Hybrid Vehicles Explained

Full Hybrid | Micro Hybrid | Mild Hybrid

Hybrid vehicles most commonly use more than one power source to drive the vehicle. The most popular source of fuel for hybrid vehicles are internal combustion engines and electric motors but they can also use hydrogen and solar power. The hybrid vehicle never requires charging through an electrical socket.

There are also different types of Hybrid Vehicle, the full hybrid, the micro hybrid and the mild hybrid.

The full hybrid is the most complex of all hybrid vehicles and are powered by both the electruc and combustion engine. No emissions are produced when the car is travelling at a lower velocity but when the car is travelling a greater speed the combustion engine takes over. The hybrid car is equipt with sensors to let the engine know what fuel source to use. Some hybrid vehicles are also adapted so that the braking system can actually recharge the battery so energy is almost never wasted.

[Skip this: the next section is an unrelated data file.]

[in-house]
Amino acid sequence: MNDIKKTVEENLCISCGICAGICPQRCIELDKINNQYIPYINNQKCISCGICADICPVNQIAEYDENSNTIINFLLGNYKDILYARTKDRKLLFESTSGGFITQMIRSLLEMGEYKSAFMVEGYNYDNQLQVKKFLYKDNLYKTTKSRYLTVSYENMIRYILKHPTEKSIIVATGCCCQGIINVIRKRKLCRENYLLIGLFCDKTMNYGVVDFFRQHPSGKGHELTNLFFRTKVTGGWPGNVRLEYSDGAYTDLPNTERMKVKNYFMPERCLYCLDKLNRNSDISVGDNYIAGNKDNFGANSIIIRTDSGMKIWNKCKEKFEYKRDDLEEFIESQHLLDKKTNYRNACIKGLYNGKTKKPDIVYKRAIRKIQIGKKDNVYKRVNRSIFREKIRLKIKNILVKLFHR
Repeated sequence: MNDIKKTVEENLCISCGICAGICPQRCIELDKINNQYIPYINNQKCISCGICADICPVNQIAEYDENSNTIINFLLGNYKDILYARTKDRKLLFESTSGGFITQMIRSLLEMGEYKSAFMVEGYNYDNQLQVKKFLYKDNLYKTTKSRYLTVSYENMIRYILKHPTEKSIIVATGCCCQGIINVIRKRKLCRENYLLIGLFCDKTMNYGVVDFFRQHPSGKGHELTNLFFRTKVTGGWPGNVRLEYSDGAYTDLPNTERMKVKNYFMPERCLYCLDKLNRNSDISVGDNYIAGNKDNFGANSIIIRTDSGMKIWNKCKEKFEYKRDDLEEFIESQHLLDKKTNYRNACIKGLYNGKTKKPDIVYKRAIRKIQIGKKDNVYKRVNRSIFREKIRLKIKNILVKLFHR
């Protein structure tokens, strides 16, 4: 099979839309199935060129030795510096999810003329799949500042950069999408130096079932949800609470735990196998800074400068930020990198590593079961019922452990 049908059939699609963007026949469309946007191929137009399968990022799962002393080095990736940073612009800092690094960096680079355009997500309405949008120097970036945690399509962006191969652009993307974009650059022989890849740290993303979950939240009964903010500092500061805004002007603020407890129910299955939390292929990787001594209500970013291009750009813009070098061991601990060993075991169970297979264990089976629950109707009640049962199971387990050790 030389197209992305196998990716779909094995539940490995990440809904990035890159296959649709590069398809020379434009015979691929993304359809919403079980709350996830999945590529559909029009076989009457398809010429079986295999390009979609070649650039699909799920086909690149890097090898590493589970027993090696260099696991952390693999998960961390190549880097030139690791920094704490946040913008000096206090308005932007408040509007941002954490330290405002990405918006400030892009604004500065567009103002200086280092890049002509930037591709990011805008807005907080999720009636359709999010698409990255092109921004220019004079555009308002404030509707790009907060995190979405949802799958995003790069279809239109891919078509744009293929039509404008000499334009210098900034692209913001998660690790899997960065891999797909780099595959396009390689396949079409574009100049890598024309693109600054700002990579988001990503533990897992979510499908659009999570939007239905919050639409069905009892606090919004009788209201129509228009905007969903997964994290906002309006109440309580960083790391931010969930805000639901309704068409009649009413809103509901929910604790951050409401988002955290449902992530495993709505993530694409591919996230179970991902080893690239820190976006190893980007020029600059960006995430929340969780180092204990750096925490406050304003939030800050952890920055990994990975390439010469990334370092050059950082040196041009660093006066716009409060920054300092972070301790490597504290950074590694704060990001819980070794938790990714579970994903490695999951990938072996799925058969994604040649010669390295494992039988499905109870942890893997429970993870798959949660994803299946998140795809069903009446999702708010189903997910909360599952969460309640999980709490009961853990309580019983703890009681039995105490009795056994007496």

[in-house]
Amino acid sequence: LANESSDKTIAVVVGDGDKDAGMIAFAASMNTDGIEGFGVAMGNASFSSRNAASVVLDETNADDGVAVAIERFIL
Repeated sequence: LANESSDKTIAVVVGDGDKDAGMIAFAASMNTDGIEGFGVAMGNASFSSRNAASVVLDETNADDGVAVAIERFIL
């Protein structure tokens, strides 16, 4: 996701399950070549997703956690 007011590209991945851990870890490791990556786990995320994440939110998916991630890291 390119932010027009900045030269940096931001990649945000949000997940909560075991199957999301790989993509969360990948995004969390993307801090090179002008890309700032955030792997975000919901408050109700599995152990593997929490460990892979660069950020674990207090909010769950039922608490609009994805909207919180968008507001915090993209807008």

The micro hybrid vehicle, also known as 'Stop-Start', is not a fully fledged hybrid vehicle but the Stop-Start technology assists with a reduction in emissions when you stop at traffic lights or brake and remain in the same position for an extended period of time.

The two types of mild hybrid vehicles are series and parallel. The series hybrid moves the car by using a battery which is charged either by a fuel based engine or when the car is slowing down. The parallel hybrid uses 'Stop-Start' technology and it also uses the electric motor to assist the engine during accelleration. The parallel mild hybrid requires both sources; combustion and battery, to function.